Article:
Challenges of spatially extrapolating aquatic pesticide pollution for policy evaluation

Fabre, C.; Doppler, T.; Chow, R.; Fenicia, F.; Scheidegger, R.; Dietzel, A.; Stamm, C.

Science of the Total Environment 875: 162639

2023


ISSN/ISBN: 1879-1026
PMID: 36889390
Accession: 090025946

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Abstract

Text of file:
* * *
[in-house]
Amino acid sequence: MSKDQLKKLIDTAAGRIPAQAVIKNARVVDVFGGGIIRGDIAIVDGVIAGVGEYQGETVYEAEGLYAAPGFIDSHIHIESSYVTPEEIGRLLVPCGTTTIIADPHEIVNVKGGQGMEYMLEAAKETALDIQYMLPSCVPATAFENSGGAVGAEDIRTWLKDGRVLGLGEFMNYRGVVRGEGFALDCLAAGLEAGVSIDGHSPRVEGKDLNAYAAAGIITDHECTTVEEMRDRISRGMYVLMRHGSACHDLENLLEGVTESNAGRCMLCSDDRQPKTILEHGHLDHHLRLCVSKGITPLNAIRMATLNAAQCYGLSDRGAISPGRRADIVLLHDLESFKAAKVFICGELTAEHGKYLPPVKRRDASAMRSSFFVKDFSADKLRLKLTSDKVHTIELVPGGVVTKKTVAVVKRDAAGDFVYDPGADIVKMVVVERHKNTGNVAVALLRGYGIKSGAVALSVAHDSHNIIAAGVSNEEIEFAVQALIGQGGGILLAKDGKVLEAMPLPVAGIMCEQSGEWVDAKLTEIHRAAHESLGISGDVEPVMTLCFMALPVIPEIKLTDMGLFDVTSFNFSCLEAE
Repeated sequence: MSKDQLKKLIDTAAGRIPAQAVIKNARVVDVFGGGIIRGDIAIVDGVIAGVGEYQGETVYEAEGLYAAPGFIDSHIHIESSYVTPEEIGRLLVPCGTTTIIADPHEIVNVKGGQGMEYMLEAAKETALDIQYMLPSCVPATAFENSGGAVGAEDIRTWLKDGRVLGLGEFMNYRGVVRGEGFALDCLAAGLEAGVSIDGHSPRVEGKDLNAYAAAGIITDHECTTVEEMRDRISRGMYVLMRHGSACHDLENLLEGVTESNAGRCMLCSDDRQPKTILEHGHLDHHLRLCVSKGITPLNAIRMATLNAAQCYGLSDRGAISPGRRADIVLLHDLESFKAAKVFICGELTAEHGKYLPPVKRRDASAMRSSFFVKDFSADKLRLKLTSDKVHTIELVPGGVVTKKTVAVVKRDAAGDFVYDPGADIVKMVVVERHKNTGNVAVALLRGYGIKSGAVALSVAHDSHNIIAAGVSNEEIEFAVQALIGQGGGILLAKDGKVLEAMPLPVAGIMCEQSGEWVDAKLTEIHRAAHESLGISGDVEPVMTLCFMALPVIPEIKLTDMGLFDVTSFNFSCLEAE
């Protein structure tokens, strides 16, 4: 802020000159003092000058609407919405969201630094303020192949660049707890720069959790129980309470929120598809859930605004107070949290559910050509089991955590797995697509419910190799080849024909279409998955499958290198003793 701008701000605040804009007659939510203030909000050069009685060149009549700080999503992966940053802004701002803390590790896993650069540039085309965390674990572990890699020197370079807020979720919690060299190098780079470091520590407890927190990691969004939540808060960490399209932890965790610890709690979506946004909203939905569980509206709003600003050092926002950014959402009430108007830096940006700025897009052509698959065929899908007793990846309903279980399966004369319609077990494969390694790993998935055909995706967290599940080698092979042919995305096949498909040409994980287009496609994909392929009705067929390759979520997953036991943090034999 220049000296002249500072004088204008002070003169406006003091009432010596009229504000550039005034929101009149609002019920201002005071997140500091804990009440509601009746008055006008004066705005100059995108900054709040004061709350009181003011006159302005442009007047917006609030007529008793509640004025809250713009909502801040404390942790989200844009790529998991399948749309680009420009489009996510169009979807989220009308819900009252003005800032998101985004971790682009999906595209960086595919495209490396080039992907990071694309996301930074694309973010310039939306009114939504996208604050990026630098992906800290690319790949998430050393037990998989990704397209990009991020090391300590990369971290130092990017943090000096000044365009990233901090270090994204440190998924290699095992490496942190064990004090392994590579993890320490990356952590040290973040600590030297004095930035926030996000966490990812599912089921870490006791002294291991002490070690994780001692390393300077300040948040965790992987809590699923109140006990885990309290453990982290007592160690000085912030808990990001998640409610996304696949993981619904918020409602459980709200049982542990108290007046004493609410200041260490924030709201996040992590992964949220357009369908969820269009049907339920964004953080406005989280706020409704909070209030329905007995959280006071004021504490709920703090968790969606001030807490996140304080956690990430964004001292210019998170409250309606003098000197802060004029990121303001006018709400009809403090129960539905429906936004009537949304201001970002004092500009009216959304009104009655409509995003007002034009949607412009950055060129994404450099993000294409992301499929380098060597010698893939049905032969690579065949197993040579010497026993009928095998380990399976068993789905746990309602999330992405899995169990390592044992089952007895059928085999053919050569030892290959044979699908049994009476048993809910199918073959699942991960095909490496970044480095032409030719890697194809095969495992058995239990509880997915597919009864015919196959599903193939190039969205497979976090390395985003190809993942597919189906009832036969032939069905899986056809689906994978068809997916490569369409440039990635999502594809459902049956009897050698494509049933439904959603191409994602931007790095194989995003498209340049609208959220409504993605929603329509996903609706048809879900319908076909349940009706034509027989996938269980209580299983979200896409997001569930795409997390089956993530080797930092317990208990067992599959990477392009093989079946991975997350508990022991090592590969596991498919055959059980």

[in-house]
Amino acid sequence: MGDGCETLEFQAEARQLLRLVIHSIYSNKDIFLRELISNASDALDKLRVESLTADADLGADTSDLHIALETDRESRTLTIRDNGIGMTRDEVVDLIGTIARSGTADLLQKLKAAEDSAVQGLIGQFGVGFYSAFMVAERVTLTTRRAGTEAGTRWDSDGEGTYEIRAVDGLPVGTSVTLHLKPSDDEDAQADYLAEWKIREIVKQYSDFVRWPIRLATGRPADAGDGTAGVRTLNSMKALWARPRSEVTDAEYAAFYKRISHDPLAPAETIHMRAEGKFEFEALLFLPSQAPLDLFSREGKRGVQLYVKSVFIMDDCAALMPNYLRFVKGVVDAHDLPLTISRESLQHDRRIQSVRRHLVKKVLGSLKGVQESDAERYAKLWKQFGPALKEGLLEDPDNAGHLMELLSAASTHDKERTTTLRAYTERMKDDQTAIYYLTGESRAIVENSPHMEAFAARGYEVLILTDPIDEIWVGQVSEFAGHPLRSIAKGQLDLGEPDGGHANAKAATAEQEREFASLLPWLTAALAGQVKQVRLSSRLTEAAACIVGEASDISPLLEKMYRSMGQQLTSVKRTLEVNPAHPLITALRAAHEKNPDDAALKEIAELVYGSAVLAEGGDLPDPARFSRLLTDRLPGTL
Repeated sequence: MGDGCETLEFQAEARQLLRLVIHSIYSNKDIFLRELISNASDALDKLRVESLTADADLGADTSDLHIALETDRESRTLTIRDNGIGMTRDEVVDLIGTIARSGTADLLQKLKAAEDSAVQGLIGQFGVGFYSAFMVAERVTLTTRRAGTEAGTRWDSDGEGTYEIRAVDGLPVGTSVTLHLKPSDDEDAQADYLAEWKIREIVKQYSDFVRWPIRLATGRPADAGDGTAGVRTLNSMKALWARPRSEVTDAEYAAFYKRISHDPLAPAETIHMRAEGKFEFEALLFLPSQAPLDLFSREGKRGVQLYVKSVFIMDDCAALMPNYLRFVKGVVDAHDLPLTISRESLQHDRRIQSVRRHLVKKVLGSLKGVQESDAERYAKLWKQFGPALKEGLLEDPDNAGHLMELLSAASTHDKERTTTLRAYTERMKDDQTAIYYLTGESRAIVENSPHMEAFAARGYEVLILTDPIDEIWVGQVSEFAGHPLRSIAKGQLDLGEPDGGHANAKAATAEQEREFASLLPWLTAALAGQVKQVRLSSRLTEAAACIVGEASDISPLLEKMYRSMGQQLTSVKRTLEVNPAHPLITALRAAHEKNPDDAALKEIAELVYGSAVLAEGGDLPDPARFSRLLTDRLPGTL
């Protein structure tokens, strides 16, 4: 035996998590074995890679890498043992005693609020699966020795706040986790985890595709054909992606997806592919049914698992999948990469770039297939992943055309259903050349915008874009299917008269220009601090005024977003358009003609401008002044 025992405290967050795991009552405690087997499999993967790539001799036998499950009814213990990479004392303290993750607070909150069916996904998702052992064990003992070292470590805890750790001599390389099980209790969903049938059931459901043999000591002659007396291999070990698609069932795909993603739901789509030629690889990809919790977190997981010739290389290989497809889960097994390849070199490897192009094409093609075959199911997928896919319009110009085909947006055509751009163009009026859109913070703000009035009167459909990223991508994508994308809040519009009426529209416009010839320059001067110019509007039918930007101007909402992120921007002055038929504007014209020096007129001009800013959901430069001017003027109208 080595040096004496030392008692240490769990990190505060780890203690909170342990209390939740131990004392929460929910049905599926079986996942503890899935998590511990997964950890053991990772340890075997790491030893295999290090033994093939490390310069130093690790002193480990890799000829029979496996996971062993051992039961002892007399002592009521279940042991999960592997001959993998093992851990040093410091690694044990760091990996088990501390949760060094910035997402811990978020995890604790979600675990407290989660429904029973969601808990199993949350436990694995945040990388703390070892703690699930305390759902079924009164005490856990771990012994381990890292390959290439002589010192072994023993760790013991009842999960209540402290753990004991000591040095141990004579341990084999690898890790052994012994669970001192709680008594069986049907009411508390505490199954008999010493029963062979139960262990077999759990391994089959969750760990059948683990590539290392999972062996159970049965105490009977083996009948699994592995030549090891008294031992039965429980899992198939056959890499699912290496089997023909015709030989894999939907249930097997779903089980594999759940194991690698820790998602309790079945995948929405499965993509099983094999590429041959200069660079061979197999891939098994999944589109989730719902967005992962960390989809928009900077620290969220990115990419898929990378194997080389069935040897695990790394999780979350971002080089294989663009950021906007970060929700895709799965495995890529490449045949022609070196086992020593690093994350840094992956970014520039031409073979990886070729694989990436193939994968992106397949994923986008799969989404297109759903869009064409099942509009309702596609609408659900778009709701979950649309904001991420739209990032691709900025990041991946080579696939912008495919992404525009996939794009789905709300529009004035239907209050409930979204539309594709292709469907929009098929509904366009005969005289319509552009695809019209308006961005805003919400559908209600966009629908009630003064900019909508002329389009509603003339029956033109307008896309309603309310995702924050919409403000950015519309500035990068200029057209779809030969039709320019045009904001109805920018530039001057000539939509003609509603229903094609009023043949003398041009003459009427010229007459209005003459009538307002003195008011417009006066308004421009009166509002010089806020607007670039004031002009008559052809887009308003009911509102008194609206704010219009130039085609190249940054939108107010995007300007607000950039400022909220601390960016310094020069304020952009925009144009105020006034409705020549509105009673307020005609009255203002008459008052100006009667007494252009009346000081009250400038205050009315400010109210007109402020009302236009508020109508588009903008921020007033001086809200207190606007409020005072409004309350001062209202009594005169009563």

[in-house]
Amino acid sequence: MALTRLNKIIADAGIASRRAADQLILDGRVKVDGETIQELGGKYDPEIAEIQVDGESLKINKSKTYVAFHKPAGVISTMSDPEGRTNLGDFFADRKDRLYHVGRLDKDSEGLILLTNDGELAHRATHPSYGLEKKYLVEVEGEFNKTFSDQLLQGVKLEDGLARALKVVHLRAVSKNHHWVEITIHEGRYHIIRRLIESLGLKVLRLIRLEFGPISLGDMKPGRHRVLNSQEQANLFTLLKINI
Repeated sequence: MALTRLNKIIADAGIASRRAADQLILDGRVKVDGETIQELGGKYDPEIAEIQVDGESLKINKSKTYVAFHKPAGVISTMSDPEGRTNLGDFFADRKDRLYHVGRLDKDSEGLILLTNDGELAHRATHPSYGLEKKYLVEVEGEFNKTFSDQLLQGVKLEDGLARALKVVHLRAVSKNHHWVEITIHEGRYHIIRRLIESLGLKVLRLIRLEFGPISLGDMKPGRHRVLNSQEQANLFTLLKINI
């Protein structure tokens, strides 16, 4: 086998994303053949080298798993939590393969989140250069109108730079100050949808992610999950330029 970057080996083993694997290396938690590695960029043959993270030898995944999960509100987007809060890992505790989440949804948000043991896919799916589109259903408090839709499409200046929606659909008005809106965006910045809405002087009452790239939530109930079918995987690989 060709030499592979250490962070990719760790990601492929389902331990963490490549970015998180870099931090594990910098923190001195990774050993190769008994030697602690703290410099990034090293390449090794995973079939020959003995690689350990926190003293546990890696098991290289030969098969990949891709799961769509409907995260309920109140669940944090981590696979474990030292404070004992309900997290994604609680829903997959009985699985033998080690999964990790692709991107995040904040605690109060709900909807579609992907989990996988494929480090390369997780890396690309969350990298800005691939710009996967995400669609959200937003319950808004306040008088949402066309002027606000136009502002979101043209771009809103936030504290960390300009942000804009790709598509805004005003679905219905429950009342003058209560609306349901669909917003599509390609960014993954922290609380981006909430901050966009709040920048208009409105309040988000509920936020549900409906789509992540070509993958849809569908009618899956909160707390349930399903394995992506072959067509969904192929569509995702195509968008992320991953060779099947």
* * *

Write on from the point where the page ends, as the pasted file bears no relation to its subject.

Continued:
Aquatic pesticide pollution is an important issue worldwide. Countries rely on monitoring programs to observe water bodies quality and on models to evaluate pesticide risks for entire stream networks. Measurements are typically sparse and discontinuous which lead to issues in quantifying pesticide transport at the catchment scale. Therefore, it is essential to assess the performance of extrapolation approaches and provide guidance on how to extend monitoring programs to improve predictions. Here we present a feasibility study to predict pesticide levels in a spatially explicit manner in the Swiss stream network based on the national monitoring program quantifying organic micropollutants at 33 sites and spatially distributed explanatory variables. Firstly, we focused on a limited set of herbicides used on corn crops. We observed a significant relationship between herbicide concentrations and the areal fraction of hydrologically connected cornfields. Neglecting connectivity revealed no influence of areal corn coverage on the herbicide levels. Considering chemical properties of the compounds slightly improved the correlation. Secondly, we analysed a set of 18 pesticides widely used on different crops and monitored across the country. In this case, the areal fractions of arable or crop lands showed significant correlations with average pesticide concentrations. Similar results were found with average annual discharge or precipitation if two outlier sites were neglected. The correlations found in this paper explained only about 30 % of the observed variance leaving most of the variability unexplained. Accordingly, extrapolating the results from the existing monitoring sites to the Swiss river network comes with substantial uncertainty. Our study highlights possible reasons for weak matches, such as missing pesticide application data, limited set of compounds in the monitoring program, or a limited understanding of factors differentiating the loss rates from different catchments. Improving the data on pesticide applications will be essential to progress in this regard.